Bicyclists are required to use the same hand signals as motorists [346.35]

Hand signals are required within 50 feet of your turn.. They are not required continuously if you need both hands to control the bicycle [346.34(1)(b)]

Passing

A motorist passing a bicyclist in the same lane is required to give the bicyclist at least 3 feet of clearance, and to maintain that clearance until safely past. [346.075]

A bicyclist passing a stopped or moving vehicle is also required to take due care when passing. [346.80(2)(c)]

Passing on the right

346.08  When overtaking and passing on the right permitted. The operator of a vehicle may overtake and pass another vehicle upon the right only under conditions permitting the movement in safety and only if the operator can do so while remaining on either the roadway or a paved shoulder, and then only under the following conditions:

(1) When the vehicle overtaken is making or about to make a left turn or U-turn; or

(2) Upon a street or highway with unobstructed pavement of sufficient width to enable 2 or more lines of vehicles lawfully to proceed, at the same time, in the direction in which the passing vehicle is proceeding; or

(3) Upon a one-way street or divided highway with unobstructed pavement of sufficient width to enable 2 or more lines of vehicles lawfully to proceed in the same direction at the same time.

History: 1991 a. 316; 2009 a. 97.

Use of Sidewalks

State Statutes allow local units of government to permit vehicles on sidewalks through local ordinances. 346.94(1)]

When bicycles are allowed to be operated on sidewalks, bicyclists must yield to pedestrians and give an audible warning when passing pedestrians traveling in the same direction. [346.804] At intersections and other sidewalk crossings (alleys, driveways), a bicyclist on the sidewalk has the same rights and duties as pedestrians. [346.23, 24, 25, 37, 38]

Bicycling at Night

Bicycling at night requires at least a white front headlight and a red rear reflector. The white front light must be visible to others 500 feet away. The red rear reflector must be visible to others between 50 and 500 feet away. A red or amber steady or flashing rear light may be used in addition to the required reflector. These are required no matter where you ride–street, path or sidewalk. [347.489(1)]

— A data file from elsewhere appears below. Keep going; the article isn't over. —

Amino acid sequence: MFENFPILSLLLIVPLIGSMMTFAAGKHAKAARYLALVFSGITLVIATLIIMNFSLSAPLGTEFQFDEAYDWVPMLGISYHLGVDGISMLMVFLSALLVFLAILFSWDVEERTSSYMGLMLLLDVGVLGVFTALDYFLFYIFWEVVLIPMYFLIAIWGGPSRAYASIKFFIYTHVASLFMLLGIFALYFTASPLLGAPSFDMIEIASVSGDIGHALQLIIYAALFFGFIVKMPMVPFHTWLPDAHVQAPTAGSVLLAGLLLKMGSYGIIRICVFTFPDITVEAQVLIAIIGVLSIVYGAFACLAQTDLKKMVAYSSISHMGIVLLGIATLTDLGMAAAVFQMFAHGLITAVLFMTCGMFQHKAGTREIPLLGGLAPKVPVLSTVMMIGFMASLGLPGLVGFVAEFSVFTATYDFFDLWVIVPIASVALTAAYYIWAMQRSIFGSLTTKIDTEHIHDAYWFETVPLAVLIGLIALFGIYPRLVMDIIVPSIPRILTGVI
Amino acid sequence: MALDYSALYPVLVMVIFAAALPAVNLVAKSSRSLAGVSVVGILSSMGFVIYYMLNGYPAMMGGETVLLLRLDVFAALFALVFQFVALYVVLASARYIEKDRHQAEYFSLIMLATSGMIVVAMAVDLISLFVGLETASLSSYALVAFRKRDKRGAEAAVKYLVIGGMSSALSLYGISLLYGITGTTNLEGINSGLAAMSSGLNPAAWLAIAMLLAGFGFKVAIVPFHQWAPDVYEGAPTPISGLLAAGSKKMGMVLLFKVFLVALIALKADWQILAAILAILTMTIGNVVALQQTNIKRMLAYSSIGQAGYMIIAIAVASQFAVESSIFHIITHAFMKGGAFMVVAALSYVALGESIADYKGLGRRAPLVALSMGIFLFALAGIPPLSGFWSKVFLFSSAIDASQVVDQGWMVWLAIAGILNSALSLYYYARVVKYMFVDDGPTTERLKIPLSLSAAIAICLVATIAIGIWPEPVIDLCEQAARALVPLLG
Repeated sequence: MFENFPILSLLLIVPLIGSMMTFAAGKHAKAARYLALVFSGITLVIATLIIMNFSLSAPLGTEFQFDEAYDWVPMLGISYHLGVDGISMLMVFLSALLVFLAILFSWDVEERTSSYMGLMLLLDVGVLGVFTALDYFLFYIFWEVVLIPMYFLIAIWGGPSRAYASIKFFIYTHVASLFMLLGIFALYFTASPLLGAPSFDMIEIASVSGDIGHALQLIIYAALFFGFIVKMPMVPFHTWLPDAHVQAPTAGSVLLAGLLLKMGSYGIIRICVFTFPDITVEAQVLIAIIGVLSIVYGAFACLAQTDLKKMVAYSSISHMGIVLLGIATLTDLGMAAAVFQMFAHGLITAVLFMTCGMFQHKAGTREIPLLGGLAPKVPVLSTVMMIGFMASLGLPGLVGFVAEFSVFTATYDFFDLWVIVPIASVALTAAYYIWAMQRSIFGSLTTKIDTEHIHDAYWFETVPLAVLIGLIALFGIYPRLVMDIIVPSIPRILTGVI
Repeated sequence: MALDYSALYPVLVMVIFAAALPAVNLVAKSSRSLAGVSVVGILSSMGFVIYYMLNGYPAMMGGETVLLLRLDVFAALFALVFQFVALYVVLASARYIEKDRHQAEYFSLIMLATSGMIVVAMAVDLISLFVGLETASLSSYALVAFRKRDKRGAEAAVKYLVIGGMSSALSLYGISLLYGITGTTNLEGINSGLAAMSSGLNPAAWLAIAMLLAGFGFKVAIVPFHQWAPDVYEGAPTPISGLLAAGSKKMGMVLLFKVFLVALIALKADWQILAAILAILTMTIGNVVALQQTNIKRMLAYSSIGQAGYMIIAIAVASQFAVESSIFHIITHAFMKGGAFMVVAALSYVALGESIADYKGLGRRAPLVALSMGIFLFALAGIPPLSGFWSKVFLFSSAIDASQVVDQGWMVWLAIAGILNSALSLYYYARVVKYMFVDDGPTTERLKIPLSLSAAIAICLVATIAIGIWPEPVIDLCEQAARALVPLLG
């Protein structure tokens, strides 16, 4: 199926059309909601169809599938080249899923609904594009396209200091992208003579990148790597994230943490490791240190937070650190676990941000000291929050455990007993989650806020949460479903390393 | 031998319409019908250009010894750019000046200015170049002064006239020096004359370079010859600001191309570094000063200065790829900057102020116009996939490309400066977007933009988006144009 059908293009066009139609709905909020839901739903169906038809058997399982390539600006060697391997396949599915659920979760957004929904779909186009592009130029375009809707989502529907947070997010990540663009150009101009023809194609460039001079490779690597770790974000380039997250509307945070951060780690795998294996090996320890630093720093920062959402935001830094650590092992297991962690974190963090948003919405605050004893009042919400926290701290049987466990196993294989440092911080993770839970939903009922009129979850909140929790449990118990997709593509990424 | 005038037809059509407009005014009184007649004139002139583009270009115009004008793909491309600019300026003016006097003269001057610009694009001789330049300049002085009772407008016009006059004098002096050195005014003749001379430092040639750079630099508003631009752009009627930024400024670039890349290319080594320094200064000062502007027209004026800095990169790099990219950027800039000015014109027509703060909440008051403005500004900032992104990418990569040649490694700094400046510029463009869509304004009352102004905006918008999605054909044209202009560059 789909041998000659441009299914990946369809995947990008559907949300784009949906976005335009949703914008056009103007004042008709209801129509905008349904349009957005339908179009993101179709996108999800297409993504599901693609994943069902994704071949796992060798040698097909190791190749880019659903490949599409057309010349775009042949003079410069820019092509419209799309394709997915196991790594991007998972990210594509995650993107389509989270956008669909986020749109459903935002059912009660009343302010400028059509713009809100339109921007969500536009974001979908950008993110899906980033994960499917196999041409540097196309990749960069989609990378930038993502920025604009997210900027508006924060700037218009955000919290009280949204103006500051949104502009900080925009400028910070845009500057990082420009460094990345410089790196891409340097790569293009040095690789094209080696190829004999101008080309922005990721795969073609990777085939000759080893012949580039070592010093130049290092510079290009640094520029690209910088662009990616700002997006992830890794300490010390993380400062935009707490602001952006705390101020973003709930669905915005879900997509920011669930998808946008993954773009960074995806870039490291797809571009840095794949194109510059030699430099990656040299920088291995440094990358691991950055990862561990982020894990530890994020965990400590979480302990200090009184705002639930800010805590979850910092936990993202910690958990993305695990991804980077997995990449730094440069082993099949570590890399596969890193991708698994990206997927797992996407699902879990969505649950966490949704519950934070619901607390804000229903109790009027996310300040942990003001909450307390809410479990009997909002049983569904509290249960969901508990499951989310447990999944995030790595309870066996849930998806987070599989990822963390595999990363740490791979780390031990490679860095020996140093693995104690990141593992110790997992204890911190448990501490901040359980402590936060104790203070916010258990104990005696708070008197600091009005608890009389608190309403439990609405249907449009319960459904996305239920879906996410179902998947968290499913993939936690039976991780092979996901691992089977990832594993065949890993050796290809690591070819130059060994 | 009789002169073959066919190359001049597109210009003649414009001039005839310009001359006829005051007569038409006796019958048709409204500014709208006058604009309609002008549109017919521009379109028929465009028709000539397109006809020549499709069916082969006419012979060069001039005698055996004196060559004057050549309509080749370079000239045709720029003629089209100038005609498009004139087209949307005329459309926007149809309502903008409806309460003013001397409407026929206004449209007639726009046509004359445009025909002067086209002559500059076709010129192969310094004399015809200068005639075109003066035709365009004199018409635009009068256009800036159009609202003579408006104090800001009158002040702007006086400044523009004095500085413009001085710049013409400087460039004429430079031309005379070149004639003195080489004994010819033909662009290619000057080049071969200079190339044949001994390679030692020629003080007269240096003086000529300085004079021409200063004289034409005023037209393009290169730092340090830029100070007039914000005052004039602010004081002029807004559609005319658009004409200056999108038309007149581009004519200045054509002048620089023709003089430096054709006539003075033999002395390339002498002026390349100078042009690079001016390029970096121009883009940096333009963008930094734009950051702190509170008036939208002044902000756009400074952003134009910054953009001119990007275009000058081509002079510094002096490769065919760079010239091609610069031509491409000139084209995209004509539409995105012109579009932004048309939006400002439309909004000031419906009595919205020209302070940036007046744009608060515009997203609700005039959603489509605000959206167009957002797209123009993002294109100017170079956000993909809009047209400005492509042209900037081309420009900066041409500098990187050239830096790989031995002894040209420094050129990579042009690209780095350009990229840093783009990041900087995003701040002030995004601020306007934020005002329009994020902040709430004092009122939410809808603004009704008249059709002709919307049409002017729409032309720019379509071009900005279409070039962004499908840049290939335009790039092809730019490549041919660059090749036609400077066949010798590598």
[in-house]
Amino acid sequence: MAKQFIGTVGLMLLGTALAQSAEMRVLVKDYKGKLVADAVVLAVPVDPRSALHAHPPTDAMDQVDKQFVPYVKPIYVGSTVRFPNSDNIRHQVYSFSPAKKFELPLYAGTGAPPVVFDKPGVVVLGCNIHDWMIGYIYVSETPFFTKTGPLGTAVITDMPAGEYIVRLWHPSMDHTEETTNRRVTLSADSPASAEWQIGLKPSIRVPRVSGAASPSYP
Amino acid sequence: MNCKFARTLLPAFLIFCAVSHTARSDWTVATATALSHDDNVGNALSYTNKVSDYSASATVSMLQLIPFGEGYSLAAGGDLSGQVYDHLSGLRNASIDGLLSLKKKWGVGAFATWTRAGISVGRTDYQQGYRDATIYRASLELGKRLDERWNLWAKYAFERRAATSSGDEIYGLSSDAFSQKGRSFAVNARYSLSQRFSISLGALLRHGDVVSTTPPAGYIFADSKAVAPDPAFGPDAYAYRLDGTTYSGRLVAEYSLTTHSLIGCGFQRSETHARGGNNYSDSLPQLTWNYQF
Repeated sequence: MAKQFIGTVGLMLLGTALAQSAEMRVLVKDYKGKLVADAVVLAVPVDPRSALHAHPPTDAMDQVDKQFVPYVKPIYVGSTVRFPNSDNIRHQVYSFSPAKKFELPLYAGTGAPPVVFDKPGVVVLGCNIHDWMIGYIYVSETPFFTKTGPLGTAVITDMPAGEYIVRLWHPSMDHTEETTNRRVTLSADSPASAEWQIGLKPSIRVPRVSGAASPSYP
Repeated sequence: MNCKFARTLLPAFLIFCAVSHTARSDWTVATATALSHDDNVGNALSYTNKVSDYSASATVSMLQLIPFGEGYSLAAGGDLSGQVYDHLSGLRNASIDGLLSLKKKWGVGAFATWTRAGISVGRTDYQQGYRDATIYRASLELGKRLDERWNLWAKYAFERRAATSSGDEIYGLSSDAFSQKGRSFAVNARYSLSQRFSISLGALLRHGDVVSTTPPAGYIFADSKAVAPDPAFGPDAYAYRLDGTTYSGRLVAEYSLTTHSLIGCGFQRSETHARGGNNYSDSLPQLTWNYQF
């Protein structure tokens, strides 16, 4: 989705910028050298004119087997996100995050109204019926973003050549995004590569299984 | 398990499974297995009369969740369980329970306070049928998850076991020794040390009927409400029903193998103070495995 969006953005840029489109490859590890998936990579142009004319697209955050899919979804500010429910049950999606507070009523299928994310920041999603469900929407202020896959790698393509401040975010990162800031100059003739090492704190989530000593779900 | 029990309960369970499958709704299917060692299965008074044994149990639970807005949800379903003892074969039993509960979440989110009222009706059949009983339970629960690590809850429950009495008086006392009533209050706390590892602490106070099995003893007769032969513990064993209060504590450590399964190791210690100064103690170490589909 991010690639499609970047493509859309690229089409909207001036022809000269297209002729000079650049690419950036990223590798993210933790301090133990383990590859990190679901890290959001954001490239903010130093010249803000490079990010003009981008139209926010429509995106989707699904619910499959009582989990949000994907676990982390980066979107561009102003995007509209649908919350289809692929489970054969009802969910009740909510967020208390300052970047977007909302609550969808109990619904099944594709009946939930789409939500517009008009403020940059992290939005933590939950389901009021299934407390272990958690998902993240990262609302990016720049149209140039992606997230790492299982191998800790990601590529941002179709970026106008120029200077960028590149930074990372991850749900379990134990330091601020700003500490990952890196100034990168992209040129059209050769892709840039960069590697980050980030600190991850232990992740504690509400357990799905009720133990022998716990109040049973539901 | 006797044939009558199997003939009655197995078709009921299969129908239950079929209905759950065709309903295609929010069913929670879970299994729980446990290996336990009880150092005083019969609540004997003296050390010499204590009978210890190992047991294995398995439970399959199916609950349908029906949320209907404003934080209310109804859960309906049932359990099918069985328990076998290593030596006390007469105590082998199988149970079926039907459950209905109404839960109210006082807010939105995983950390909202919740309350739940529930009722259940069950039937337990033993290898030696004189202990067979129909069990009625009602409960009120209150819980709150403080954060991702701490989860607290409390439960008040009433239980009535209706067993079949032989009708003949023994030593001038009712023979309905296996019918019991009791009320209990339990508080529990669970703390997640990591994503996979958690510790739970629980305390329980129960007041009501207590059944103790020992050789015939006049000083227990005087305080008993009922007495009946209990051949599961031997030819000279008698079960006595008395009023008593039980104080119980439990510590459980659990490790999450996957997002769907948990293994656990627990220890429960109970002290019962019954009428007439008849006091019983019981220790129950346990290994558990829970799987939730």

Duty to report a crash (accident) [346.70]

The operator of a vehicle involved in a collision resulting in injury to or death of any person, or total damage to property owned by any one person of $1,000 or more shall immediately give notice of such collision to the police.

“Injury” means injury to a person of a physical nature resulting in death or the need of first aid or attention by a physician or surgeon, whether or not first aid or medical or surgical treatment was actually received
“Total damage to property owned by one person” means the sum total cost of putting the property damaged in the condition it was before the accident, or the sum total cost of replacing such property.
– See more at: http://wisconsinbikefed.org/for-your-community/share-be-aware/bicycle-laws/#sthash.6gxznxO9.dpuf


 

Join us in making Wisconsin’s roads safer

In order for Wisconsin roads to be safe for all, everyone needs to share the road and understand our mutual rights and responsibilities.

Share & Be Aware is a statewide campaign to raise awareness among all road users (people who drive, walk and bike) that everyone would be safer if all obeyed our traffic laws.

Follow the links on the menu to the left to learn more about your rights and responsibilities when bicycling, walking and driving.

A team of Share & Be Aware ambassadors are working across the state to spread these important road education messages. They are available free of charge to teach classes at your business, attend your community event or participate in public meetings. Request an Ambassador here.

Share & Be Aware is a partnership between the Wisconsin Bike Fed and theWisconsin Department of Transportation Bureau of Transportation Safety.

For some quick tips on safe walking, biking and driving, scroll down through the illustration below.

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Safety Panel